Art Inside & Outside

Sidewalk Art SaleThe dictionary definition of “interpretation” is an explanation of the meaning of another’s artistic or creative work; an elucidation; an interpretation of a poem. Artists Association of Nantucket (AAN) is hosting the exhibition Up for Interpretation in the Cecelia Joyce & Seward Johnson Gallery, 19 Washington Street beginning Friday, June 30 with a reception from 6 to 8 pm. “In this general-themed show, we have encouraged our artists to write a short statement about their inspiration for each of their pieces,” said Artists Association of Nantucket gallery manager Peter J. Greenhalgh. ” In this way, the viewer is given a chance to see the works in a more in-depth manner, and better understand the artist’s vision.” The show will continue through July 10.

The Solo Show Spotlight Artist during this exhibition is Mary Emery, who will discuss her work during a Spotlight Artist Talk on Saturday, July 1 at 10 am in the gallery, 19 Washington Street.

Also this Saturday from 10 am to 3 pm, the garden of the Nantucket Atheneum will be transformed into an outdoor art gallery. The Artists Association of Nantucket is hosting its annual Sidewalk Art Show in the dappled summer sun of this garden at 1 India Street. More than twenty AAN artist members will participate to discuss art and sell their works. The art show is free and open to the public.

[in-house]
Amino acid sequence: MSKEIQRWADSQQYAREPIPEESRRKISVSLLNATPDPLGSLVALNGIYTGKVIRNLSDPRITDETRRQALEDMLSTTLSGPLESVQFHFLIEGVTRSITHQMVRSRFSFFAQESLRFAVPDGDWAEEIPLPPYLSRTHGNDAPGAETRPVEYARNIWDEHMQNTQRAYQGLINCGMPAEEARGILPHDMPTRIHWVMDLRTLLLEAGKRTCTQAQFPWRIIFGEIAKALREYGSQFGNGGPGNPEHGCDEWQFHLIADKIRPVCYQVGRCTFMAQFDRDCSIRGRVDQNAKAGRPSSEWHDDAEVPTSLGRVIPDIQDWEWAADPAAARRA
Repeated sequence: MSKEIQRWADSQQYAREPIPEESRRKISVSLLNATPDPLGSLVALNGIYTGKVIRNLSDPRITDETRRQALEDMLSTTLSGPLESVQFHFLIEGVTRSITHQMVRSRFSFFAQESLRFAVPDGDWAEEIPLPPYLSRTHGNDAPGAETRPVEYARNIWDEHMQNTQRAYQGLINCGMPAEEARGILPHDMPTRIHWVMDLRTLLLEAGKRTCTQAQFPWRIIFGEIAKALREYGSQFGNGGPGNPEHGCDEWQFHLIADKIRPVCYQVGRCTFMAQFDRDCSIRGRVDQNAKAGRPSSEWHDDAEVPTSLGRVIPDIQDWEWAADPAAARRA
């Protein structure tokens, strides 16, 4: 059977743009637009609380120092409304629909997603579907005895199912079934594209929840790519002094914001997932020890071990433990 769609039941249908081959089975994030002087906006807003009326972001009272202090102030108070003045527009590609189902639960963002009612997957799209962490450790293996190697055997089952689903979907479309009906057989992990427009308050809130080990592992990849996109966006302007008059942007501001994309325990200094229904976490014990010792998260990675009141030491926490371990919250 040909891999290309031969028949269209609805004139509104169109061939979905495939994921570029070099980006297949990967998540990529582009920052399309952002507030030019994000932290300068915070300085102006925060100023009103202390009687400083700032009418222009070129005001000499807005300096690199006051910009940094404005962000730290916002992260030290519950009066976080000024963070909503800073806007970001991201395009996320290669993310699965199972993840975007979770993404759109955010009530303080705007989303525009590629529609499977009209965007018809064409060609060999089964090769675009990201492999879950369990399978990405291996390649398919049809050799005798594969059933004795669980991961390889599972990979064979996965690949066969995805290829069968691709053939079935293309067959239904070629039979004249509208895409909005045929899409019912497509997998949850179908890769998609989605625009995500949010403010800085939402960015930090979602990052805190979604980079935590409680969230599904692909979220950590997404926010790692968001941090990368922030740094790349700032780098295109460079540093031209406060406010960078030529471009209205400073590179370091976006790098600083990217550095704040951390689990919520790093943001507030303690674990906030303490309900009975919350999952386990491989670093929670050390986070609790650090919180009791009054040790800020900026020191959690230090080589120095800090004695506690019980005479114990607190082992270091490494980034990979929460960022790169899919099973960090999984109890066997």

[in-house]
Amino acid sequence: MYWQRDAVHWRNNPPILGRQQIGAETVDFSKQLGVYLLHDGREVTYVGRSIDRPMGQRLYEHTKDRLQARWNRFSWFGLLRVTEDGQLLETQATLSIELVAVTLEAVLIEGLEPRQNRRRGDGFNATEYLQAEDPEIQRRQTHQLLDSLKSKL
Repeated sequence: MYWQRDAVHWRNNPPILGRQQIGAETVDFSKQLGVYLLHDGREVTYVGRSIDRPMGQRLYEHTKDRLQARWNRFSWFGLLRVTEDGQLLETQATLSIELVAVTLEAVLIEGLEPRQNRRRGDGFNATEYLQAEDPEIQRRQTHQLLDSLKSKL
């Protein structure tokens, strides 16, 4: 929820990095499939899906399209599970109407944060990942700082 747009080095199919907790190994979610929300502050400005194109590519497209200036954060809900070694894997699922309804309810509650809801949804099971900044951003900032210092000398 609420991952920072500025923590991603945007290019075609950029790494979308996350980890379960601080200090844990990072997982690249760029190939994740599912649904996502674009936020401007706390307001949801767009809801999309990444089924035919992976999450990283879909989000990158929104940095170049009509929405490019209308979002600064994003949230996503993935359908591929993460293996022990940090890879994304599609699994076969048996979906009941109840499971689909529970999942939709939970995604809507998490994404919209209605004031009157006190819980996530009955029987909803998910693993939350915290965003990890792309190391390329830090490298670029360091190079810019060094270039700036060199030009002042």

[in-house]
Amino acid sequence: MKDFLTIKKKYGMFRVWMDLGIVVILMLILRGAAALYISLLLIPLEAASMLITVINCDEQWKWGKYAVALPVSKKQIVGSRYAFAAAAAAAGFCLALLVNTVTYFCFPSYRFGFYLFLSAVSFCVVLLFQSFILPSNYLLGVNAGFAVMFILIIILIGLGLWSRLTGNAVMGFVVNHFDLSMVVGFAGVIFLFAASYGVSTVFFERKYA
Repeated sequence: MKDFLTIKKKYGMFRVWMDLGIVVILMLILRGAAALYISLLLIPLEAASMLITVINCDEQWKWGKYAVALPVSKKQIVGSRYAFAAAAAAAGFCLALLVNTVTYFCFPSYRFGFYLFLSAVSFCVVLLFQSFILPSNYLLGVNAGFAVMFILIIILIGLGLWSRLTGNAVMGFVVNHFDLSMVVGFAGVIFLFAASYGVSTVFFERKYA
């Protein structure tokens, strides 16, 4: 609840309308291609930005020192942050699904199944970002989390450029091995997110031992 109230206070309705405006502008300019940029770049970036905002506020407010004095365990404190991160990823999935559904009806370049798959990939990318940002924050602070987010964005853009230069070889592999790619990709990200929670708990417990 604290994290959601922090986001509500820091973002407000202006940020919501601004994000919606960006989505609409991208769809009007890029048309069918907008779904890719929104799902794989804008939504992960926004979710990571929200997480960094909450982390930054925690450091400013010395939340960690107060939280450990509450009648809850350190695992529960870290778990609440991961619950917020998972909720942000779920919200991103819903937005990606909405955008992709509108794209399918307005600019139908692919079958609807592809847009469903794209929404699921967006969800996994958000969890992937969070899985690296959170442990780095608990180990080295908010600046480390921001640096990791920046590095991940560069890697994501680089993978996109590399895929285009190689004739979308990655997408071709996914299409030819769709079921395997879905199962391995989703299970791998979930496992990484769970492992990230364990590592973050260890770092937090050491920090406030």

Founded in 1930 by artist Maud Stumm, Nantucket’s Sidewalk Art Show is the oldest in the nation. Originally held for a few days in August, it was open to professionals and amateurs. “In 1960 AAN took the reins of the event and it is now one of our signature offerings and we are proud to be part of such a historic and popular island tradition,” said Cecil Barron Jensen, AAN executive director. “It predates the Artists Association by fifteen years.”

In her book, From Clotheslines to Canopies: A History of Outdoor Art Fairs in America, Kathleen Eaton states that, “the earliest art fairs of record in America that are still in operation began during the start of the Great Depression. The first, founded in 1930, was the Nantucket Sidewalk Art Show—a small local event based on similar street fairs found in Europe.”

“Still going strong eighty-seven years later, it is a great way to meet some of the island’s most popular artists, who are pleased to discuss their art and explain their work process,” said Robert Frazier, curator of exhibitions.